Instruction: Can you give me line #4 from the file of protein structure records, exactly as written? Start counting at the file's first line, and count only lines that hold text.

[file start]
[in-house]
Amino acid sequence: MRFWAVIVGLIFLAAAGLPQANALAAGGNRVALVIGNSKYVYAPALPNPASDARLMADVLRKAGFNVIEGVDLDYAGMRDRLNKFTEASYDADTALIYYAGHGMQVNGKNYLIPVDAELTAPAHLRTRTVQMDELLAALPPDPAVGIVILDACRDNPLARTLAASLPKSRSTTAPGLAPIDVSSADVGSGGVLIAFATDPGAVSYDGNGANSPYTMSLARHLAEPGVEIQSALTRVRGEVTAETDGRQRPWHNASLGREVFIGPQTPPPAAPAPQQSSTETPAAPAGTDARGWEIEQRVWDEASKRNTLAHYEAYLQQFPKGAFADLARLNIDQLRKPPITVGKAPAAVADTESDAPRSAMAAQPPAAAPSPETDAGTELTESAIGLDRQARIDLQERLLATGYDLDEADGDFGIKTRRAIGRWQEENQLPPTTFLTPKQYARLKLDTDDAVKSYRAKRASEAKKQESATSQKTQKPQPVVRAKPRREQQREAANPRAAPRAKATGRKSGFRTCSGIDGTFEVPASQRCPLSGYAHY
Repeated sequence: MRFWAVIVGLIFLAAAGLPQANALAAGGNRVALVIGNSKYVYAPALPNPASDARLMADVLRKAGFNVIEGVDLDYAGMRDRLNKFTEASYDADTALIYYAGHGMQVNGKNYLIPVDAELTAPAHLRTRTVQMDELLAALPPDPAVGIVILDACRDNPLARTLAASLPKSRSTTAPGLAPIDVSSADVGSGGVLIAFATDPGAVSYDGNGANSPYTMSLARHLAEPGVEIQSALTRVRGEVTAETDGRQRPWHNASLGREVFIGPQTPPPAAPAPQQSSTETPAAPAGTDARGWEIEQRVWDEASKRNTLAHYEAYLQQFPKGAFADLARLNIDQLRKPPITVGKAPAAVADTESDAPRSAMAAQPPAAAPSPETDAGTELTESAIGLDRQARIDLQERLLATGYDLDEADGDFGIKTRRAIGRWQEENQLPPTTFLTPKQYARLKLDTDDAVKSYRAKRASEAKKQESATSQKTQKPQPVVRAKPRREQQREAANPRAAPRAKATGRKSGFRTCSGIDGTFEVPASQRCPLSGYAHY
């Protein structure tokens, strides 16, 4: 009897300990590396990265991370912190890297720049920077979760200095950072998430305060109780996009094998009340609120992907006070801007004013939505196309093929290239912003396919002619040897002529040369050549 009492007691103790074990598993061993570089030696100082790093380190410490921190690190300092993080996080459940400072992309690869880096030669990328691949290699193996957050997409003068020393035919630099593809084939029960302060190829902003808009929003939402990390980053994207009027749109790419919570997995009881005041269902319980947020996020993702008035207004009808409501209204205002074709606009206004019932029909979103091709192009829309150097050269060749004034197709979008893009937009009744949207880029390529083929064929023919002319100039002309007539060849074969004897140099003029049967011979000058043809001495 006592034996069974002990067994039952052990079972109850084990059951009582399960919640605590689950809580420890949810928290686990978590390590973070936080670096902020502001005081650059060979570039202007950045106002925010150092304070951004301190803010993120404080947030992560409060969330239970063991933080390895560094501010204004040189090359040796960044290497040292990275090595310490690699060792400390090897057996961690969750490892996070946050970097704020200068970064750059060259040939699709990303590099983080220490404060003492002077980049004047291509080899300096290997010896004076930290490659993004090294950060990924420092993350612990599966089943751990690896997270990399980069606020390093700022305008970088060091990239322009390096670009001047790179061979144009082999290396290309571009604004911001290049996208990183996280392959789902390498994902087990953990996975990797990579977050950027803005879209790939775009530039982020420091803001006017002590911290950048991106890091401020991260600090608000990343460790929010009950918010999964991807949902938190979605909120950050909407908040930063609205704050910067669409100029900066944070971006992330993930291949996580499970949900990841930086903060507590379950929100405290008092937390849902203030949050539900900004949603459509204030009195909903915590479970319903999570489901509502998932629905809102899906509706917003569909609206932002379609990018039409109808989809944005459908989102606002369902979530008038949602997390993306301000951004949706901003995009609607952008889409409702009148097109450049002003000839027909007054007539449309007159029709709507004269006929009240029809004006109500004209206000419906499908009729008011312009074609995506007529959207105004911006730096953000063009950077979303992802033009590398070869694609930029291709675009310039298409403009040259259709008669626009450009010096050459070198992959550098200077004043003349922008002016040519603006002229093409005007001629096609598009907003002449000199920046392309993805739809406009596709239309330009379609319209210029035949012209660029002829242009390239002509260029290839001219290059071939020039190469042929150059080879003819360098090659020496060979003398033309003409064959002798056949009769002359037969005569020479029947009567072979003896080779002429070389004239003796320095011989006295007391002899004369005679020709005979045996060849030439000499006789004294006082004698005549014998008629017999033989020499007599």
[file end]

């Protein structure tokens, strides 16, 4: 009897300990590396990265991370912190890297720049920077979760200095950072998430305060109780996009094998009340609120992907006070801007004013939505196309093929290239912003396919002619040897002529040369050549 009492007691103790074990598993061993570089030696100082790093380190410490921190690190300092993080996080459940400072992309690869880096030669990328691949290699193996957050997409003068020393035919630099593809084939029960302060190829902003808009929003939402990390980053994207009027749109790419919570997995009881005041269902319980947020996020993702008035207004009808409501209204205002074709606009206004019932029909979103091709192009829309150097050269060749004034197709979008893009937009009744949207880029390529083929064929023919002319100039002309007539060849074969004897140099003029049967011979000058043809001495 006592034996069974002990067994039952052990079972109850084990059951009582399960919640605590689950809580420890949810928290686990978590390590973070936080670096902020502001005081650059060979570039202007950045106002925010150092304070951004301190803010993120404080947030992560409060969330239970063991933080390895560094501010204004040189090359040796960044290497040292990275090595310490690699060792400390090897057996961690969750490892996070946050970097704020200068970064750059060259040939699709990303590099983080220490404060003492002077980049004047291509080899300096290997010896004076930290490659993004090294950060990924420092993350612990599966089943751990690896997270990399980069606020390093700022305008970088060091990239322009390096670009001047790179061979144009082999290396290309571009604004911001290049996208990183996280392959789902390498994902087990953990996975990797990579977050950027803005879209790939775009530039982020420091803001006017002590911290950048991106890091401020991260600090608000990343460790929010009950918010999964991807949902938190979605909120950050909407908040930063609205704050910067669409100029900066944070971006992330993930291949996580499970949900990841930086903060507590379950929100405290008092937390849902203030949050539900900004949603459509204030009195909903915590479970319903999570489901509502998932629905809102899906509706917003569909609206932002379609990018039409109808989809944005459908989102606002369902979530008038949602997390993306301000951004949706901003995009609607952008889409409702009148097109450049002003000839027909007054007539449309007159029709709507004269006929009240029809004006109500004209206000419906499908009729008011312009074609995506007529959207105004911006730096953000063009950077979303992802033009590398070869694609930029291709675009310039298409403009040259259709008669626009450009010096050459070198992959550098200077004043003349922008002016040519603006002229093409005007001629096609598009907003002449000199920046392309993805739809406009596709239309330009379609319209210029035949012209660029002829242009390239002509260029290839001219290059071939020039190469042929150059080879003819360098090659020496060979003398033309003409064959002798056949009769002359037969005569020479029947009567072979003896080779002429070389004239003796320095011989006295007391002899004369005679020709005979045996060849030439000499006789004294006082004698005549014998008629017999033989020499007599």